Category Archives: Standardisation

The role of ritual and why to avoid too much structure in learning

It’s a big day here in Amsterdam, Queen Beatrix has abdicated and handed the crown over to her son, the now King Willem-Alexander. The Dutch like to party and today is no exception: as i write this the celebrations are … Continue reading

Posted in Community, Continuity, Difference, Effectiveness, Experience, Formal Spaces, Informal Spaces, Learning, Learning Design, Narrative, Pace, Social Learning, Standardisation | Tagged , , , , , , , | 7 Comments

Creating meaning in social learning: interpretation

I spent yesterday afternoon in The Hermitage in Amsterdam, a great museum, currently housing an exhibition on Peter the Great, the modernising eighteenth century Russian Tsar. The gallery space is large, well laid out, containing a wide variety of artefacts … Continue reading

Posted in Agile, Collaboration, Communication, Community of Practice, Curation, Information, Interpretation, Knowledge, Learning, Meaning, Museum Education, Narrative, Personal Learning Network, Reflection, Semantics, Social Learning, Standardisation, Stories, Worldview | Tagged , , , , , , , , | 26 Comments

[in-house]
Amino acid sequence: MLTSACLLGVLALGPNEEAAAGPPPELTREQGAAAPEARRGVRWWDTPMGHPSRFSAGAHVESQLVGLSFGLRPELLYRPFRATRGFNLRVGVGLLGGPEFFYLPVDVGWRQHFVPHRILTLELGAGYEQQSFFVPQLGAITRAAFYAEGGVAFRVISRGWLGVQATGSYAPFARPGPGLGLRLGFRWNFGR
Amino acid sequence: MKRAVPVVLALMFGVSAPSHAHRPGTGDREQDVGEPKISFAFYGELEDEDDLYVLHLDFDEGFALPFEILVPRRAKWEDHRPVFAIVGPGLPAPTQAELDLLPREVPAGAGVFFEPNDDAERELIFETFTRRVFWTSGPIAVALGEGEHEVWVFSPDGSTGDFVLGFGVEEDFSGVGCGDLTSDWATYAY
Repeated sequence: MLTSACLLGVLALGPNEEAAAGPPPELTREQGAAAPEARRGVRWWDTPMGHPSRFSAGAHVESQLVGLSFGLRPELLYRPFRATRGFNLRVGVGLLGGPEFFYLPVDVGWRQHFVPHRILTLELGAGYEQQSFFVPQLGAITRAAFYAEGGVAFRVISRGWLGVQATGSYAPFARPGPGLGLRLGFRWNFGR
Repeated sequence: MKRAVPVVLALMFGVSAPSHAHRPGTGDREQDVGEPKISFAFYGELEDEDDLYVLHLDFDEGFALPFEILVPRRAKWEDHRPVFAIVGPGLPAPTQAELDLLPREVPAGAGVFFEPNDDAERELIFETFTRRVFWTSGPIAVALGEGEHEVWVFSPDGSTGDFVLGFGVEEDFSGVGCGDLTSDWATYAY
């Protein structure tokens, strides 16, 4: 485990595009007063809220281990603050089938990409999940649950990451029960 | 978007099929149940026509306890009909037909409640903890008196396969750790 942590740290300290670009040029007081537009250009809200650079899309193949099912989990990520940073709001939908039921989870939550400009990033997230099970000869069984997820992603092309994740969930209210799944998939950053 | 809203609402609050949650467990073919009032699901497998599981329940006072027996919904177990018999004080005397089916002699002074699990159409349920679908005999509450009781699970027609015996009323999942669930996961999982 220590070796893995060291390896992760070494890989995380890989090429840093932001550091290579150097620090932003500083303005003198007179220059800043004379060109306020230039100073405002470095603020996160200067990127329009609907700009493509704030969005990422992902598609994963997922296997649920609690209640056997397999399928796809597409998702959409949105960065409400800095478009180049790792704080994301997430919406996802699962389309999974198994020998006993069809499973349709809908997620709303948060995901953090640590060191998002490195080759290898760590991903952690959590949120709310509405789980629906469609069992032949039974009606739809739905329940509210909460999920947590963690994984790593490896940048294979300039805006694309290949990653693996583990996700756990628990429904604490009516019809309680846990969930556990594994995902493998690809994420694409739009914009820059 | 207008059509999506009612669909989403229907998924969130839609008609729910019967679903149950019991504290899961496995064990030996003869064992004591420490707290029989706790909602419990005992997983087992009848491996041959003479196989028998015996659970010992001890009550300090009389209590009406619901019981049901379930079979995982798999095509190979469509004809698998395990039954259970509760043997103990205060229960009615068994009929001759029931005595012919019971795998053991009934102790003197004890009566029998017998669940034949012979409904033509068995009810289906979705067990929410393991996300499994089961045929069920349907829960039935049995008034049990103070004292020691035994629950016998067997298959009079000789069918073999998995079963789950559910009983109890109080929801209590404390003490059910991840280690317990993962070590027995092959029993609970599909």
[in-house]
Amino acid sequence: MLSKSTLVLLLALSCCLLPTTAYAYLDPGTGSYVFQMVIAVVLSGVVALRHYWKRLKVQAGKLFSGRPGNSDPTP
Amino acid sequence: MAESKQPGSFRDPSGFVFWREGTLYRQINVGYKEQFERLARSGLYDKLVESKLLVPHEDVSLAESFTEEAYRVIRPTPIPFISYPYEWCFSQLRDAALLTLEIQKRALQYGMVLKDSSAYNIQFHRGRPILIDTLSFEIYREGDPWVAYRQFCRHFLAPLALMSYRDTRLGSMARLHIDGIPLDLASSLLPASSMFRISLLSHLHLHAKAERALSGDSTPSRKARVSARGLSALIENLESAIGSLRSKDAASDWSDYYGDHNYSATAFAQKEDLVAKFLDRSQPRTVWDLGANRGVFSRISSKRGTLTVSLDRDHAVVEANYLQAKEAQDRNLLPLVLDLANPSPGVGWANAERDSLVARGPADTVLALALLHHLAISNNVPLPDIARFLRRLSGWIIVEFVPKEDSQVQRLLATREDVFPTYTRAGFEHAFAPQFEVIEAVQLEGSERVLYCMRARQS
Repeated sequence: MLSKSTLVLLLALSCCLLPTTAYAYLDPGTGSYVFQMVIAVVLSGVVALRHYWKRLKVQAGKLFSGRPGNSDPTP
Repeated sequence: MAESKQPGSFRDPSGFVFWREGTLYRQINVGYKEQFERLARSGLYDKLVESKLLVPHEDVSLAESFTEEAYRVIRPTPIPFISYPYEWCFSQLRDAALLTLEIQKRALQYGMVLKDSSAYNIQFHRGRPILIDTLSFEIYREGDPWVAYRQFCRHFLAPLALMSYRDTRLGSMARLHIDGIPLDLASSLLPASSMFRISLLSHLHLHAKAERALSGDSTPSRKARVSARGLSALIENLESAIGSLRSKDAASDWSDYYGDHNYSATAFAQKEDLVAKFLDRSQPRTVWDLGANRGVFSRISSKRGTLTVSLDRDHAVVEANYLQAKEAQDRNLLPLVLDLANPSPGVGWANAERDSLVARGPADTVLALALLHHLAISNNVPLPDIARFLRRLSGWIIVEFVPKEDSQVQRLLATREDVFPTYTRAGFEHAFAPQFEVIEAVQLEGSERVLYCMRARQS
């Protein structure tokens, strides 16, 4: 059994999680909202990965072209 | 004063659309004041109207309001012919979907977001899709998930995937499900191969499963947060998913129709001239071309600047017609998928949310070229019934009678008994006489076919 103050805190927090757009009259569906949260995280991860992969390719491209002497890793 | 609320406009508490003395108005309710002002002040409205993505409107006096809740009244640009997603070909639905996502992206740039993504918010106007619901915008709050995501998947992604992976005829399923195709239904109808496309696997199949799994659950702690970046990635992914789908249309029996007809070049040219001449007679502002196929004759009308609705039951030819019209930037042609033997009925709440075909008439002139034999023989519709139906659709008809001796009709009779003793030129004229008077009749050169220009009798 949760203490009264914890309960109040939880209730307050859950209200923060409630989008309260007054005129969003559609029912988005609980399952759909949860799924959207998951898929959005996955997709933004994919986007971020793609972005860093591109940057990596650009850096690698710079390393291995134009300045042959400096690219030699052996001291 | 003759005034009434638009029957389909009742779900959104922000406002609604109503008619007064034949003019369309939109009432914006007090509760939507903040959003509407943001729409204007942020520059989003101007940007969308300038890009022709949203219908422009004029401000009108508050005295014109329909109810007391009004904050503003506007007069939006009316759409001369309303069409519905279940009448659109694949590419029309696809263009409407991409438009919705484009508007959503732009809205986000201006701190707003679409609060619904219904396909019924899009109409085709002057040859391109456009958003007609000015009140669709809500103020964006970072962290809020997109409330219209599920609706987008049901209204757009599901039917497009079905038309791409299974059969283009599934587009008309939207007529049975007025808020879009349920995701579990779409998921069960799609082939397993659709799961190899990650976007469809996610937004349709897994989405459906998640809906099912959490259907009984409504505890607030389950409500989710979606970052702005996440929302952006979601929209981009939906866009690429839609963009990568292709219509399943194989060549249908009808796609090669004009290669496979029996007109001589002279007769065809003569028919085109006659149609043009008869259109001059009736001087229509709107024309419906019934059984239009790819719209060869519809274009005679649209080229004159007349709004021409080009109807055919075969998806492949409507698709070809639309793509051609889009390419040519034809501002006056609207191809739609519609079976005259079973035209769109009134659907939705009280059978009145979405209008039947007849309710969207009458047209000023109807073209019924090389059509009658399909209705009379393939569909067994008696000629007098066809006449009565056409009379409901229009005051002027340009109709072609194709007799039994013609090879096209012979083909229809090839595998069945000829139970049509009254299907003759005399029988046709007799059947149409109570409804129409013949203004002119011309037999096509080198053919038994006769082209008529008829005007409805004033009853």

Spelling, and grammar. Why it’s increasingly hard to get away with it.

People worry that spelling and grammar are going out of the window. In a world of txt speak, in a world where ‘ask’ mysteriously becomes ‘aks’ (or ax?), in a world where even my middle class, podiatrist friend accidentally called … Continue reading

Posted in Attention to Detail, Grammar, Jargon, Mistakes, Spelling, Standardisation | Tagged , , , , , , , , , | 3 Comments

Words about learning: standardisation.

There’s often a great pressure to standardise learning. To use templates, to use the same framework and logo, to tie in with standard messages and to use approved tones of voice. But learning is about difference: the difference between what … Continue reading

Posted in Learning, Standardisation | Tagged | Leave a comment

We’re all the same, in a different kind of way. The perils of designing standardised ‘global’ training programmes.

Global organisations often want people to do things in global ways. There is frequently a desire to standardise processes and approaches across a wide variety of areas, anything from Coaching to Sales Management. In itself, this isn’t necessarily a bad … Continue reading

Posted in E-Learning, Global, Learning, Standardisation, Uncategorized | Tagged , , , | 1 Comment